Former CWSA manager and opposition legislator Daniel Cummings (Internet photo).

KINGSTOWN, St. Vincent – Former Manager of the Central Water and Sewerage Authority (CWSA) Daniel Cummings believes that the company should have asked the government to increase its subvention as Vincentians next month begin paying more for its services.

“Mr. [Garth] Saunders, you should have asked the government to consider adjusting it rates,” Cummings, an opposition legislator, said at a press conference last week.

Cummings’ statement came one day after the CWSA announced that Vincentians will in February begin paying at least EC$5 more per month for water and solid waste management.

The government is expected to pay the CWSA EC$1.4 million annually for water used at state facilities.

However, the state owes the CWSA just under EC$3 million, according to manager Garth Saunders, who said that the CWSA has not asked the government to increase its subvention even as other consumers pay more.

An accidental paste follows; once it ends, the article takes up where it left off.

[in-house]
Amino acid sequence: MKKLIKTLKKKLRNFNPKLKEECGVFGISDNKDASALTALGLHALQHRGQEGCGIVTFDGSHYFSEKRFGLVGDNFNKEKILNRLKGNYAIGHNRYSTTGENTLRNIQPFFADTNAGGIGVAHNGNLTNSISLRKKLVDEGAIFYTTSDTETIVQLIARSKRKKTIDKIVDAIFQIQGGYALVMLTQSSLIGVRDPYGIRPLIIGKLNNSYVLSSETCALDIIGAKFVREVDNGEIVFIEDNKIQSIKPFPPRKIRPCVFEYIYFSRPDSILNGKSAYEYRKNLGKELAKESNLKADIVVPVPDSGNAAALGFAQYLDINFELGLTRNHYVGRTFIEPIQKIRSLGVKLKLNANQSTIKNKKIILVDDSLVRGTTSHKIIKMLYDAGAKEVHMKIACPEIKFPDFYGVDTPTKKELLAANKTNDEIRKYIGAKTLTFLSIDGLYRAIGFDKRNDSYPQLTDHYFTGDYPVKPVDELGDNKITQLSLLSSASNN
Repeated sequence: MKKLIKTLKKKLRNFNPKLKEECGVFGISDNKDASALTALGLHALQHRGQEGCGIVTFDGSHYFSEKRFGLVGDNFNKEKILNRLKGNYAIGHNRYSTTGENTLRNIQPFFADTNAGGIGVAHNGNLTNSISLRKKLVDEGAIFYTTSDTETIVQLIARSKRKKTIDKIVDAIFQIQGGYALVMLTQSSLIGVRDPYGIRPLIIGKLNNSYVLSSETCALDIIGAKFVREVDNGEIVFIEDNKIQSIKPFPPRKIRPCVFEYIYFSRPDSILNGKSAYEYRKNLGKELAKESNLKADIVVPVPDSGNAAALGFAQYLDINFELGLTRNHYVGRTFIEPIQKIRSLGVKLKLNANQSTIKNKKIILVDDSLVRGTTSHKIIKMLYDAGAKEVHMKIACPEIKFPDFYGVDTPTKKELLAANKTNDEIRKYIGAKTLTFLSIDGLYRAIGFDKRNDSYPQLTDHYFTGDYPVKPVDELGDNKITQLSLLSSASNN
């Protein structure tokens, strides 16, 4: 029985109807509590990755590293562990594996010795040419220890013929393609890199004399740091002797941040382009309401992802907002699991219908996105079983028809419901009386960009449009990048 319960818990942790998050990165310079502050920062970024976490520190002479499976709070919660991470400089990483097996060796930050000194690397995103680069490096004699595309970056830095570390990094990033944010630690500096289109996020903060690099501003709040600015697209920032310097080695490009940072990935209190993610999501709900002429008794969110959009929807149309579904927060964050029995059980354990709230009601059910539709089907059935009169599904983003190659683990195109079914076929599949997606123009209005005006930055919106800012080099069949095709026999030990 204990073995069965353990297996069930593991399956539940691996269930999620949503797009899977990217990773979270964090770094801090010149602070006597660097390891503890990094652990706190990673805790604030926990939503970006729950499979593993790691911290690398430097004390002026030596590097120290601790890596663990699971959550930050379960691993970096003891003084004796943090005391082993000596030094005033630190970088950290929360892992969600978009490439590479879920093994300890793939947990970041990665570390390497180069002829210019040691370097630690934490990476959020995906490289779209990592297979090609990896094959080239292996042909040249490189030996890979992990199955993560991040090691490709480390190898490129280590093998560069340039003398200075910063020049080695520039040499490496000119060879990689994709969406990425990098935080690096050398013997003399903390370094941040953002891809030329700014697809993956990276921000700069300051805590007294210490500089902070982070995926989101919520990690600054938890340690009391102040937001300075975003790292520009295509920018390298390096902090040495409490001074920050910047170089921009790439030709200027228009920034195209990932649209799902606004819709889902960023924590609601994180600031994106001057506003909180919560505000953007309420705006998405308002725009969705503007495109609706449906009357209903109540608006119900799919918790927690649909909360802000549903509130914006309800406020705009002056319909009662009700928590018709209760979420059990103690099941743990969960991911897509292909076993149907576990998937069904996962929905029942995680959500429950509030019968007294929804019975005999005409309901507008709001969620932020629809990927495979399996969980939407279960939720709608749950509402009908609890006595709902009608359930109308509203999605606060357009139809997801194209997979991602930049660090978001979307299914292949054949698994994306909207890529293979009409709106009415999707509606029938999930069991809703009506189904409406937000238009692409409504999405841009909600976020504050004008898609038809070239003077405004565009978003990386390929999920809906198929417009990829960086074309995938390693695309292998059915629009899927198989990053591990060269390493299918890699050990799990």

“The government has not thought it fit to increase its payment for 10 or so years, or more,” Cummings said, noting that the government has been paying EC$1.4 million a year since in the early 1990s.

He said that the government must pay its “reasonable share” for the CWSA’s services.

According to Cummings, the government consumes an estimated 35 to 40 per cent of the water supplied by the CWSA but pays only 9 per cent of its revenue.

According to Saunders, the actual cost of the water supplied to Government is between EC$4 million and EC$5 million.

Cummings told reporters that the government is billed for water at rates that are as low as 40 per cent of what other consumers pay.

At market value, the water the CWSA supplies to government facilities, would amount to approximately EC$10.5 million, Cummings said.

This is in addition solid waste management service, he noted.

If the government were to pay only 50 per cent of this, the CWSA would be more than able to operate normally, Cumming further stated.

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